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6th Circuit Definitively Rejects the Use of Contra Proferentum...

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  • 6th Circuit Definitively Rejects the Use of Contra Proferentum...

    6th Circuit Definitively Rejects the Use of Contra Proferentum in Conjunction with Abuse of Discretion Standard of Review

    Attached hereto is a case out of the Sixth Circuit, Clemons, et. al. v. Norton Healthcare, Inc. Retirement Plan. The opinion is lengthy, but I wanted to post the section of the opinion dealing with the use of contra proferentum in the context of discretionary plan language. In this opinion, the Court definitely decides that contra proferentum cannot be employed with the plan grants discretionary authority. The Court did not abandon the doctrine entirely, however, and found that it can still be employed when determining whether or not the language of the plan is sufficient to delegate discretionary authority.

    However, we have also suggested in dicta that the common-law doctrine of contra proferentum might apply to ERISA cases. The doctrine is traditionally used to construe ambiguous terms against the drafter of a contract. Our precedent has not been a model of clarity on the issue—in some cases, we have implied that it sweeps broadly; in others, we have expressed confusion about how contra proferentum and Firestone deference can apply at the same time. Compare Univ. Hosps. of Cleveland v. Emerson Elec. Co., 202 F.3d 839 (6th Cir. 2000), with Smiljanich v. Gen. Motors Corp., 182 F. App’x 480, 486 n.2 (6th Cir. 2006).

    The district court recognized this confusion and did its best to obey these cases insofar as it understood them. Although the court ultimately disclaimed any reliance on the rule to decide the case, the doctrine reappears at least five times throughout the court’s substantive analysis. Our review of the plan documents and the parties’ disputes leads us to conclude that the Plan is ambiguous on an issue of significant importance to the parties—whether the early retirement reducers apply to the Retirees bringing this lawsuit. We think, therefore, that the law’s treatment of this ambiguity is necessary to the outcome here, and compels us to examine whether contra proferentum can be used in conjunction with Firestone deference. We conclude that it cannot.


    It appears that dicta on this issue first appeared in our cases in 1993. See Tolley v. Commercial Life Ins. Co., 14 F.3d 602 (table) (6th Cir. 1993) (per curiam). That panel declined to reach the question because the insurance policy in dispute was not ambiguous. Id.; see also Schachner v. Blue Cross & Blue Shield of Ohio, 77 F.3d 889, 895 n.6 (6th Cir. 1996) (same); Swisher-Sherman v. Provident Life & Accident Ins. Co., 37 F.3d 1500 (table) (6th Cir. 1994) (per curiam) (same).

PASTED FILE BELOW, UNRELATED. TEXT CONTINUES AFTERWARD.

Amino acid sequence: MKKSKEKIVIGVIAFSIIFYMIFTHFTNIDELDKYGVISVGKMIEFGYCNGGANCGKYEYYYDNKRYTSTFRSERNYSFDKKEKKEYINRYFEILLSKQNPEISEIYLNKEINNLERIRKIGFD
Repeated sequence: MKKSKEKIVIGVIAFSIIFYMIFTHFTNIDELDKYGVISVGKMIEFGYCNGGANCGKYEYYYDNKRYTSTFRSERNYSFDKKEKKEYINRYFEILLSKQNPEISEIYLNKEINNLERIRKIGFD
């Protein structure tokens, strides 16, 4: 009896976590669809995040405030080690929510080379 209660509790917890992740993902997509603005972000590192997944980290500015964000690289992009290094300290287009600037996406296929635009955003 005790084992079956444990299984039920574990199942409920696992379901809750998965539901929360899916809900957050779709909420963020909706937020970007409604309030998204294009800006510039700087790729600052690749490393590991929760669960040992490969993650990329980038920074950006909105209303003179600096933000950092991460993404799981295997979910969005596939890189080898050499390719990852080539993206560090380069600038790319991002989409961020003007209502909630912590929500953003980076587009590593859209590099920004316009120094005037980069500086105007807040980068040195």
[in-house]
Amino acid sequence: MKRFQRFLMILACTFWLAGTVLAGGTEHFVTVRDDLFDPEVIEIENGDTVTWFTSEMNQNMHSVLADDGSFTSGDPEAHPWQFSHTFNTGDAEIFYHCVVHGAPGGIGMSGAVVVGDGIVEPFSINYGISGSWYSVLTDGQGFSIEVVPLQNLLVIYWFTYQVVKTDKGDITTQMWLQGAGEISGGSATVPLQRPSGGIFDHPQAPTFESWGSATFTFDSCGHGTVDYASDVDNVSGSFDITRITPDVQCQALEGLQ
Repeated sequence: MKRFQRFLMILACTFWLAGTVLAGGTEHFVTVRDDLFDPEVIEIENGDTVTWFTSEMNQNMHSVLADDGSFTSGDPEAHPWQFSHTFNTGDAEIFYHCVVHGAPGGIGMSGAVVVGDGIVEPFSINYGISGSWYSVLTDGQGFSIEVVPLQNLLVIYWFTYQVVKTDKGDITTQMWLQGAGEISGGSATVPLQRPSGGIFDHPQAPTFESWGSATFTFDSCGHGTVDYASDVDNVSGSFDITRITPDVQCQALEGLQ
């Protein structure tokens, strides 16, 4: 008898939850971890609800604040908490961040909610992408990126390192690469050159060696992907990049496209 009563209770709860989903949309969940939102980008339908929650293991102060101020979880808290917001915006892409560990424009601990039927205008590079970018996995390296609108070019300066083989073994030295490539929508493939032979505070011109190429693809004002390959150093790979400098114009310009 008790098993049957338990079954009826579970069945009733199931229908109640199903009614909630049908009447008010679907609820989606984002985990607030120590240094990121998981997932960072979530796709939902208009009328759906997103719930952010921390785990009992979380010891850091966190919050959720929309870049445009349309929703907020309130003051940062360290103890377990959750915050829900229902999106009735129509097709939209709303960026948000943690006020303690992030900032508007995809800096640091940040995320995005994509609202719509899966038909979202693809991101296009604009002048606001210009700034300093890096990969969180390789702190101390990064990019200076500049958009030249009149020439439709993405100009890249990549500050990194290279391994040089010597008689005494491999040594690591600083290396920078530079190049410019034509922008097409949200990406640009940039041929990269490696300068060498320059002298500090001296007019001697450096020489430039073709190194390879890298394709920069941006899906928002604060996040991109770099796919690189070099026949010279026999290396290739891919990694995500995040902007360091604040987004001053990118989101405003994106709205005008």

In Perez v. Aetna Life Insurance Co., however, the en banc court issued stronger dicta on the subject. In that case, we stated, without qualification: “The rule of contra proferentum provides that ambiguous contract provisions in ERISA-governed insurance contracts should be construed against the drafting party.” 150 F.3d 550, 557 n.7 (6th Cir. 1998) (en banc). The dispute in Perez was whether a particular plan provision gave the administrator discretion to decide sufficiency-of-the-evidence questions. Id. at 556–57. However, the court found that the plan unambiguously did provide for such discretion, and thus did not need to apply contra proferentum. See id. at 557 n.7.
    In University Hospitals, a panel went further, but still did not move from dicta to a holding. University Hosps. of Cleveland v. Emerson Elec. Co., 202 F.3d 839 (6th Cir. 2000). In that case, we stated that “to the extent that the [p]lan’s language is susceptible of more than one interpretation, we will apply the ‘rule of contra proferentum’ and construe any ambiguities against Defendants/Appellees as the drafting parties.” Id. at 846–47. However, we ultimately concluded that the defendant’s interpretation of the plan was implausible. Id. at 850. Since the panel concluded that the plan was unambiguous in the plaintiff’s favor, its statements on contra proferentum were dicta.

    We have since addressed University Hospitals and the doctrine of contra proferentum at least seven times. Three times, we found no ambiguity and thus did not address any potential conflict between contra proferentum and Firestone. See Osborne v. Hartford Life & Accident Ins. Co., 465 F.3d 296, 300 (6th Cir. 2006); Marquette Gen. Hosp. v. Goodman Forest Indus.,315 F.3d 629, 632 (6th Cir. 2003); Ziegler v. HRB Mgmt., Inc., 182 F. App’x 405, 408 (6th Cir. 2006). Three other times, we have criticized the doctrine on various grounds. Mitzel v. Anthem Life Ins. Co., 351 F. App’x 74, 82 (6th Cir. 2009) (“Limiting the application of the contra proferentem rule to cases in which an administrator’s decision is reviewed de novo strikes us as the only sensible approach . . . .”); Smiljanich v. Gen. Motors Corp., 182 F. App’x 480, 486 n.2 (6th Cir. 2006) (concluding that applying contra proferentum would be improper where Firestone deference applies); Mitchell v. Dialysis Clinic, Inc., 18 F. App’x 349, 353–54 (6th Cir. 2001) (characterizing the statements in University Hospitals, Perez, and Schachner as nonbinding dicta).